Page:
Critics’ Reviews

THE BLACKBOARDS by Ruth Weisberg

Ruth Weisberg is an internationally acclaimed artist and the former Dean of Fine Arts at the University of Southern California.

John O’Connor’s blackboard paintings are based on a series of compelling paradoxes. What seems like on accumulation of spontaneous gestures is really the product of painstaking planning and premeditation. Verisimilitude and conceptualism are usually thought of as polar opposites, but in O’Connor’s oeuvre they form a thought-provoking and poetic alliance. In this work, tromp l’oeil realism is placed at the service of such complex ideas as creativity and extinction.  Read more…

 

BACK TO SCHOOL by Gerard Haggerty

Gerard Haggerty writes for ARTnews.

The dust of history is more than a metaphor. We’ve all seen it. In fact, we spent our formative years–day after day–sometimes hungry for knowledge but always eager for recess, staring at that dust. Most folks are likely to think they behold it again when they see the work of John O’Connor, an artist who has spent more than a decade painting representations of blackboards that are virtually indistinguishable from the chalk-dusted slabs of slate they depict. Read more…

 

THE TRUTH OF ILLUSION by Richard Vine

Richard Vine is managing editor of Art in America.

John A. O’Connor is engaged in one of the oldest–and arguably one of the strangest–endeavors in the history of Western art. The impulse toward pure illusionism, the desire to fool the eye and mind of the viewer, was a major component of Greek naturalism. This shift from symbolic to lifelike representation is  Read more…

 

 

JOHN O’CONNOR: HOW YOU SEE IT, HOW YOU DON’T by Peter Frank

Peter Frank is an art critic for the L.A. Weekly and former art critic for The Village Voice.

Almost from the inception of his career, John O’Connor’s art has explored that fertile interstice between idea and image, that place where language sprouts, flourishes, fails, and rises again. He is not alone in plumbing these heights and scaling these depths: what he calls “conceptual realism,” where word and picture, concept and concretion mesh and metamorphose one into another, is a durable tendency in American art. But O’Connor has embraced it with a thoroughgoing passion–as well as a quick intellect and slippery wit. Read more…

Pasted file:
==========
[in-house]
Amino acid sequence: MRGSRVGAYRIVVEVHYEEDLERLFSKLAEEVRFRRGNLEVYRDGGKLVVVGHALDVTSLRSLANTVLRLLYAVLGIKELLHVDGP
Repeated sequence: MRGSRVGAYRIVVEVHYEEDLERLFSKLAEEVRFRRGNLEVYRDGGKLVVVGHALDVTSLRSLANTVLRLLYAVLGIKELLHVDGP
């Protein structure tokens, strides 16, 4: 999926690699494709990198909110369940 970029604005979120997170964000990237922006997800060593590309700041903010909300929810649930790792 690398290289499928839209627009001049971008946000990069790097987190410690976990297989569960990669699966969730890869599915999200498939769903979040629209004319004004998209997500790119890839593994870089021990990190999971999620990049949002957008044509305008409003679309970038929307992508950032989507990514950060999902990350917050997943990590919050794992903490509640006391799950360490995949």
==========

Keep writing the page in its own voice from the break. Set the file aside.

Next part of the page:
ILLUSION, IMAGINED REALITY by August L. Freundlich

August L. Freundlich was President of the Richard Florsheim Art Fund, Dean of Syracuse University College of Visual and Performing Arts and the former Dean of the College of Fine Arts, University of South Florida.

Illusion, imagined reality, these are the substance of John O’Connor’s painting. The paintings belie the fact that his other persona–that of teacher and administrator–deals in the everyday real. That is the everyday reality faced in the university and the studio. Throughout his career, John has been widely engaged in such topics as Read more…

 

REAL ILLUSIONS by John Grande

John Grande is an author and art critic for various Canadian publications.

John O’Connor’s paintings are neither a window on the world nor are they abstract in the purist sense. The pictorial language of representation, the iconic language of abstraction, even the act of painting itself are all challenged in O’Connor’s work–not as process, but in terms of how we conceive of representation in our mind’s eye.  Read more…

 

JOHN O’CONNOR’s 2005 RETROSPECTIVE by William Zimmer

William Zimmer was an art critic for the New York Times.

More than most artists John O’Connor is comfortable with contradiction. It’s the dynamic of his career. Some of his major paintings are exemplary specimens of trompe l’oeil that required the discipline and attentiveness of a monk copying a manuscript. Narrowness is far from all, however. For example, as a teacher he Read more…